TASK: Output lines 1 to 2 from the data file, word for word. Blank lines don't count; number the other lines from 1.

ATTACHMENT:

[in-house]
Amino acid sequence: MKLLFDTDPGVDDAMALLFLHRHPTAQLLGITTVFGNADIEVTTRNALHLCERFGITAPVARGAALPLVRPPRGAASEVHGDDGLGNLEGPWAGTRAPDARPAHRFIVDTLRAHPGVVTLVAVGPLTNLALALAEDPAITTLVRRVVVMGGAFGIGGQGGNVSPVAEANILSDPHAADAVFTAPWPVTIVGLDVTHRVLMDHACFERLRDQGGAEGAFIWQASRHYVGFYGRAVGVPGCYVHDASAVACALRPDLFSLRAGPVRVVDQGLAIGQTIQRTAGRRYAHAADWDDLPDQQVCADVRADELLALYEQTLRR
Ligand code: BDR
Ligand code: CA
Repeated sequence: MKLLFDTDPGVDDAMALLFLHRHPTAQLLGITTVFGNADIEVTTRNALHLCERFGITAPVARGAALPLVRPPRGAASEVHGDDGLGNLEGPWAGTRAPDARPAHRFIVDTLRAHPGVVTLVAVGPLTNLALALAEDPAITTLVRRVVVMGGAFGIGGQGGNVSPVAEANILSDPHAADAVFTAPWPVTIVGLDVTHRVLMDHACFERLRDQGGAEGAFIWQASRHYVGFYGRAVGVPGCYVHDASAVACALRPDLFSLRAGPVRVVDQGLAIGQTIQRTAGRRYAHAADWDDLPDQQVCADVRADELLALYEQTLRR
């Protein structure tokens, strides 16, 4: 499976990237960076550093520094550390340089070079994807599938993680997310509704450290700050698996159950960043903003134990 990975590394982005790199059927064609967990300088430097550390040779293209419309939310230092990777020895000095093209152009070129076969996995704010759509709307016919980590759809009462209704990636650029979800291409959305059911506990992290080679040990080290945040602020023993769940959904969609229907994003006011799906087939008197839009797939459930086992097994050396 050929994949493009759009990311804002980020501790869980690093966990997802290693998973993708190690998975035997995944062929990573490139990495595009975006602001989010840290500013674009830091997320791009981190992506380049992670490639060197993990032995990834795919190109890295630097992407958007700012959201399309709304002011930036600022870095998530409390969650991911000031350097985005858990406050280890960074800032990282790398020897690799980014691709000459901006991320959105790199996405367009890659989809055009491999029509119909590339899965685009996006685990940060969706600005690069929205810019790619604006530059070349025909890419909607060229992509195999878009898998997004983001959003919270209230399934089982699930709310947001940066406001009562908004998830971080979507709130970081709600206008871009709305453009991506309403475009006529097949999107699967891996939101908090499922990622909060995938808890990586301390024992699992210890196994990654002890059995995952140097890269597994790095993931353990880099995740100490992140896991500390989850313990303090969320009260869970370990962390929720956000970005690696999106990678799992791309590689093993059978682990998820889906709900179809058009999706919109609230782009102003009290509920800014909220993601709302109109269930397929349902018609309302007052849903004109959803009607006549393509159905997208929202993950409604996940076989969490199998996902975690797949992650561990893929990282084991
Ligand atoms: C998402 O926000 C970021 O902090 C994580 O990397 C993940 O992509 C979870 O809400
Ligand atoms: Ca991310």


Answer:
[in-house]
Amino acid sequence: MKLLFDTDPGVDDAMALLFLHRHPTAQLLGITTVFGNADIEVTTRNALHLCERFGITAPVARGAALPLVRPPRGAASEVHGDDGLGNLEGPWAGTRAPDARPAHRFIVDTLRAHPGVVTLVAVGPLTNLALALAEDPAITTLVRRVVVMGGAFGIGGQGGNVSPVAEANILSDPHAADAVFTAPWPVTIVGLDVTHRVLMDHACFERLRDQGGAEGAFIWQASRHYVGFYGRAVGVPGCYVHDASAVACALRPDLFSLRAGPVRVVDQGLAIGQTIQRTAGRRYAHAADWDDLPDQQVCADVRADELLALYEQTLRR